The only think I can tell you to try is to unplug the AVR 328p chip form it's socket and then see if the power LED will stay lite and if the PC can then see a USB connection when plugged into the PC. If that works then you just need to get a replacement 328p (with bootloader), a $5 fix or so.

Good luck;
Lefty

Thought as much,but I wanted to confirm whether that was the issue - so in a nutshell I should replace the regulator first because I'm 99% certain it's gone and if that doesn't clear things to try your recommendation. Either way - even if the bugger is truly gone or salvageable - I'm certain I'll be getting a couple of more of its brethren (or perhaps its Mega cousins),because I really got hooked - my initial project (which is mostly complete) is to use the Arduino to control my home fireplace/home heating system and aside from the hiccup today - it's been perfect for the task at hand.

Edit: As I can't seem to find the standard forum Kudos/Thanks button,I want to say thank you to you and RPCoyle  for the prompt responses and helpful hints :)


Well I wouldn't replace the voltage regulator as a first effort, regardless of your '99% certainty'. As I said a perfectly good voltage regulator will go into shutdown self protection mode if 'sees' it's output is shorted to ground. Simply unplugging the 328p chip and plugging the board into the USB to see if the PC sees the new USB connection being established (plus see if the power LED stays on) takes just a few seconds and doesn't require heating up the old soldering iron.

Lefty

bk109


Well I wouldn't replace the voltage regulator as a first effort, regardless of your '99% certainty'. As I said a perfectly good voltage regulator will go into shutdown self protection mode if 'sees' it's output is shorted to ground. Simply unplugging the 328p chip and plugging the board into the USB to see if the PC sees the new USB connection being established (plus see if the power LED stays on) takes just a few seconds and doesn't require heating up the old soldering iron.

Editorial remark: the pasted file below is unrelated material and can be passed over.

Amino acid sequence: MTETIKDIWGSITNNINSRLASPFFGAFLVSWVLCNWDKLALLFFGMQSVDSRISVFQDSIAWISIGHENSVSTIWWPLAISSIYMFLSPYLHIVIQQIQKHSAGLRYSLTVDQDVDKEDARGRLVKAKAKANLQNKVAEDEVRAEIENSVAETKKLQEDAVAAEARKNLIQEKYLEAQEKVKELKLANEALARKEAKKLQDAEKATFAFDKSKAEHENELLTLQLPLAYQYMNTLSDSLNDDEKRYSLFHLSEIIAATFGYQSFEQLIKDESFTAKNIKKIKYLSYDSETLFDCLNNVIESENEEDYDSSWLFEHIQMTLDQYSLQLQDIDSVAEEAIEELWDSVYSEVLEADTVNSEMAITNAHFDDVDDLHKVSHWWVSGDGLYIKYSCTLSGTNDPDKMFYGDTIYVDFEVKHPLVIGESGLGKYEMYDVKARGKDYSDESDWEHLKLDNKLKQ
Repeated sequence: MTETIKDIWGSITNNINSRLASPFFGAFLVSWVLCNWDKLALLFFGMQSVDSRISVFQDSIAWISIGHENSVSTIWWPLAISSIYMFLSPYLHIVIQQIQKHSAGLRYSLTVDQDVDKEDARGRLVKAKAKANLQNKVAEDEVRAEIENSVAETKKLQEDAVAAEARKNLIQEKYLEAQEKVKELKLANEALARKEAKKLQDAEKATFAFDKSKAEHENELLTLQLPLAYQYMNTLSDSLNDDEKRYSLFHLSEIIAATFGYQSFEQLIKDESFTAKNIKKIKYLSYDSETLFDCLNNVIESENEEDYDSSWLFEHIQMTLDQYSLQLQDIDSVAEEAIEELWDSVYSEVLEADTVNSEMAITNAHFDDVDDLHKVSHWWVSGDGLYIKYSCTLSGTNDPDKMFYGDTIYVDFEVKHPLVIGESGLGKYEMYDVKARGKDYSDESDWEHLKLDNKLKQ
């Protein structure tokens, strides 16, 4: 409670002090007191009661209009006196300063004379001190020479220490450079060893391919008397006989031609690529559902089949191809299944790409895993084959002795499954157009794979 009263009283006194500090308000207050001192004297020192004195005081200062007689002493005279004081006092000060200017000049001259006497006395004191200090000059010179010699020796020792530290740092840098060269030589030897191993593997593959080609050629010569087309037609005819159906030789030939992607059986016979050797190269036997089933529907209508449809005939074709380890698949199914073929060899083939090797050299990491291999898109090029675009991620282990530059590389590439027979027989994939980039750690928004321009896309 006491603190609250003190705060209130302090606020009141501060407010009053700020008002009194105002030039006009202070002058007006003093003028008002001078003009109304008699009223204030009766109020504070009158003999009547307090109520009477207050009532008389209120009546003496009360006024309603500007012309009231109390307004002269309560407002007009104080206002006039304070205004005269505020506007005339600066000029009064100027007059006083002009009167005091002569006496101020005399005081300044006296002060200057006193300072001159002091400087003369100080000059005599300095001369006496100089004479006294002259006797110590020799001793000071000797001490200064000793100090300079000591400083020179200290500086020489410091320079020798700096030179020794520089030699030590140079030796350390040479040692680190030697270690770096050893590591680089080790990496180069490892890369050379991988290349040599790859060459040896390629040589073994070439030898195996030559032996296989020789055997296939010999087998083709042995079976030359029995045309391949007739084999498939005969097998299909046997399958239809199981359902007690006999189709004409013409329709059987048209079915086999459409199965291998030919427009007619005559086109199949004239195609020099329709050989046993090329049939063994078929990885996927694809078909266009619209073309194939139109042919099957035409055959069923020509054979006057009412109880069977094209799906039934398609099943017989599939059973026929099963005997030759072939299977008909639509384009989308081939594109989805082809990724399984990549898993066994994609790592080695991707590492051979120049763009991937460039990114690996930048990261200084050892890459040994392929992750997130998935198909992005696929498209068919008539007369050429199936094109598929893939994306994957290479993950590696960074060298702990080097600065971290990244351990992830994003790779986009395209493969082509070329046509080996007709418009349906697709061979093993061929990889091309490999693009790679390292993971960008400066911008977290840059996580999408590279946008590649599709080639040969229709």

Lefty

Well,I removed the chip(I'm surprised how effective your emphasis on 'it takes only a few seconds' was as an argument for checking out the chip first :D) and the device is still showing up as 'Unrecognized device' when connected to Windows and it's acting up rather akin to the description given here down to the rapid heating up of the overcurrent protection. As I burned my fingers enough already today,I'll delay checking out the voltage regulator out till tomorrow after work.

bk109

#7
Nov 19, 2012, 07:42 pm Last Edit: Nov 19, 2012, 07:50 pm by bk109 Reason: 1
Ok,so I've removed the voltage regulator,but the device is still not being recognized,so .. I wonder if what burned the regulator didn't bleed through to the USB to Serial converter chip. Any ideas/suggestions? Also - any chance to hookup the Arduino directly to a PC's com port?
Edit: It's almost certainly the interface chip,because with the voltage regulator removed (as per the link I provided),the Arduino successfully started and executed the last program flashed to it

retrolefty

Well you most likely have a short circuit somewhere between Vcc and ground. It could be the USB serial converter chip, some cap, or maybe (the horror) more then one component short circuited. There comes a time when you have to decide if the time spent is worth the effort. If it is, then maybe use an ohm meter to read between Vcc and ground and if it shows a very low resistance, just start removing components one by one until the short circuit is removed. Me, I would write the board off as a learning experience and get a new one.  ;)

Lefty


bk109

#9
Nov 19, 2012, 08:03 pm Last Edit: Nov 19, 2012, 08:06 pm by bk109 Reason: 1

Well you most likely have a short circuit somewhere between Vcc and ground. It could be the USB serial converter chip, some cap, or maybe (the horror) more then one component short circuited. There comes a time when you have to decide if the time spent is worth the effort. If it is, then maybe use an ohm meter to read between Vcc and ground and if it shows a very low resistance, just start removing components one by one until the short circuit is removed. Me, I would write the board off as a learning experience and get a new one.  ;)

Lefty



Oh,I assumed it's a lost cause as soon as it went on the fritz and I did order a couple of replacement boards (at 11 bucks apiece with free shipping, no sense in wasting time wondering if I should or shouldn't replace it. The question was how many replacement boards should I grab (I settled for 4) :) .. With that about to be sorted in 2-3 weeks,I just want to experiment with the thing just for the challenge. In fact,aside from the tip about potential multi-component failure on the board(which I'll check out later this week),I found this useful little serial to ttl converter
and will see if that could be of some use reprogramming the 'unsalvageable' board. Worst case scenario - I'll waste a couple of hours honing my soldering skills and the best case scenario - I manage to reprogram the ATMega328 and use the device as intended.